Josephite nun awarded honorary doctorate

Wednesday, 15 April 2009

1 April 2009: Josephite nun Sister Joan Healy was awarded Australian Catholic University’s (ACU) highest honour yesterday, Doctor of the University, in recognition of her significant contributions to social work, particularly in supporting community-based care for children and families in need, both in Australia and overseas.


									
										Photo:(hon-doc) Sr Joan HealyHonorary Doctorate Sister Joan Healy

Sister Joan grew up as part of a strong Catholic working family, and trained at the then Melbourne Teacher’s College.

She taught in state schools, many in poorer western areas of Melbourne and was involved with the Young Christian Workers Movement for a time – giving up teaching to live with and help homeless girls.

Choosing to dedicate her life to helping others, Sister Joan joined the order of St Joseph’s, whose work focused on communities of the poor and marginalised. In her early years of Josephite life she completed a secondary teaching degree, then her graduate Diploma of Social Studies and Psychology Honours at Melbourne University.

At the time, the order was looking at alternatives to institutionalised care for children in their orphanages – most of whom were not in fact “orphans” but children whose parents could no longer look after them.

Sister Joan, with the support of the order, believed that the best situation for children was to stay with their family, and that those families and communities should be supported in order to achieve this.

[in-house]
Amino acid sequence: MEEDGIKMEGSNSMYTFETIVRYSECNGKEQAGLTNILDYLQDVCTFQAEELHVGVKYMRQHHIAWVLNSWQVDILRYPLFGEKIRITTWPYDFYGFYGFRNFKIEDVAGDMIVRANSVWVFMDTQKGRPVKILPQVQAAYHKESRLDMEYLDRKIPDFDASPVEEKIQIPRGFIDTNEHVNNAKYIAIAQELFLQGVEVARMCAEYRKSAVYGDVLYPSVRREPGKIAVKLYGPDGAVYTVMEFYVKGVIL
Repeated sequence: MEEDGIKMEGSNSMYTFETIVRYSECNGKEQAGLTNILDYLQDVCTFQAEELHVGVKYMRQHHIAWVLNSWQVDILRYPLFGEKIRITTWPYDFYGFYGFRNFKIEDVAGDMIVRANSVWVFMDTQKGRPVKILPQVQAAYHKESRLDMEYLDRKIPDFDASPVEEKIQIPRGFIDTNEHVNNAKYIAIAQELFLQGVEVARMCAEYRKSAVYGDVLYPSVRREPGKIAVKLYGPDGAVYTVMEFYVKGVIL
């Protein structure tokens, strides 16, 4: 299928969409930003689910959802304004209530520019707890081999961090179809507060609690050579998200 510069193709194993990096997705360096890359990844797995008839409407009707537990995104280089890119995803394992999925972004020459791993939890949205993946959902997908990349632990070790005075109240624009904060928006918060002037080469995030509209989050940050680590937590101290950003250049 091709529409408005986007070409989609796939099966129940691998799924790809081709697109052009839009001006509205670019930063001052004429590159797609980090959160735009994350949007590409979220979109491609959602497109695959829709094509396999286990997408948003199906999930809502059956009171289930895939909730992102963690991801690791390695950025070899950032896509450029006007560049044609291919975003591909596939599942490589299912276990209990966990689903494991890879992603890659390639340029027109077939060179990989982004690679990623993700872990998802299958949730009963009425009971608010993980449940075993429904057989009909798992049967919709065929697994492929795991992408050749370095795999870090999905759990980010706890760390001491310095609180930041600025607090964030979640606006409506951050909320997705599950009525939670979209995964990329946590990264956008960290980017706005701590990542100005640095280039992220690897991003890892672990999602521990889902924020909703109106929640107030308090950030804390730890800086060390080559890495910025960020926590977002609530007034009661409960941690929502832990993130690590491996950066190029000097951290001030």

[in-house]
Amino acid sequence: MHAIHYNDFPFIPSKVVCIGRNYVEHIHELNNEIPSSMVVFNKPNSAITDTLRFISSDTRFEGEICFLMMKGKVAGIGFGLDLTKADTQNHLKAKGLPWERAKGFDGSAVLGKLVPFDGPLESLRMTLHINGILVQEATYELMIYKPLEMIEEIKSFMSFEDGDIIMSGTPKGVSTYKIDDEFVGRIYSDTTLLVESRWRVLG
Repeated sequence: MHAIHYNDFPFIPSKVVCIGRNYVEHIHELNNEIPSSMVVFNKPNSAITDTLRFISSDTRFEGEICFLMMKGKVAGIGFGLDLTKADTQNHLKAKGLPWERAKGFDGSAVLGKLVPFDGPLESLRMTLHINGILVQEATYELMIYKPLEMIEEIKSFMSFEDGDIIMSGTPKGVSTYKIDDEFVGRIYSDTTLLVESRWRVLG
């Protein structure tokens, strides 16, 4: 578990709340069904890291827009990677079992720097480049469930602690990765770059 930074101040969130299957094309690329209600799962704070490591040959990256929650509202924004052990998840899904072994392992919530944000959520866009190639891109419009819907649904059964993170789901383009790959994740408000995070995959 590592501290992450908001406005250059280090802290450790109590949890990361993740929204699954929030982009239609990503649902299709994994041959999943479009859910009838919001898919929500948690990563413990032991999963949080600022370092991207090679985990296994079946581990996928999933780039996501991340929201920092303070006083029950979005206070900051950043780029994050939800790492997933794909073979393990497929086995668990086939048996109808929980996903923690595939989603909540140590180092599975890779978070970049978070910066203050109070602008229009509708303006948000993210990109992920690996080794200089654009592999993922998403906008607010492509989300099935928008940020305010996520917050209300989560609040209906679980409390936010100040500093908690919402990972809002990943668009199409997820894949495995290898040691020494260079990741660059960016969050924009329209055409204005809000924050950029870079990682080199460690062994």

She undertook numerous feasibility studies of non-institutional care of children, and tested out the resulting models personally, living in an old convent in Footscray with young mothers and babies –observing the “lacks and gaps” in their lives that needed to be filled.

Sister Joan continues to use her findings today through her involvement with Indigenous families in Melbourne and central Australia – encouraging the natural leaders of each community develop their strengths and outline the support they would like.

“My job has always been to listen to the people and see what their strengths and weaknesses were and to see how the community could come together,” she said.

From 1989 to 1995, Sister Joan volunteered with the Overseas Services Bureau in Cambodia, where she worked with the Jesuit Refugee Service during the war, and with villages after. In each case, her model for community consultation and support was the basis for action.

Vice-Chancellor of ACU, Professor Greag Craven, said during her time in Cambodia, Sister Joan had written a book on Mary MacKillop.

“In the book Sister Joan said Mary believed that God’s love could direct her life in the ways of great goodness,” he said. “And so it has been with the widely admired Sister Joan Healy.“

 

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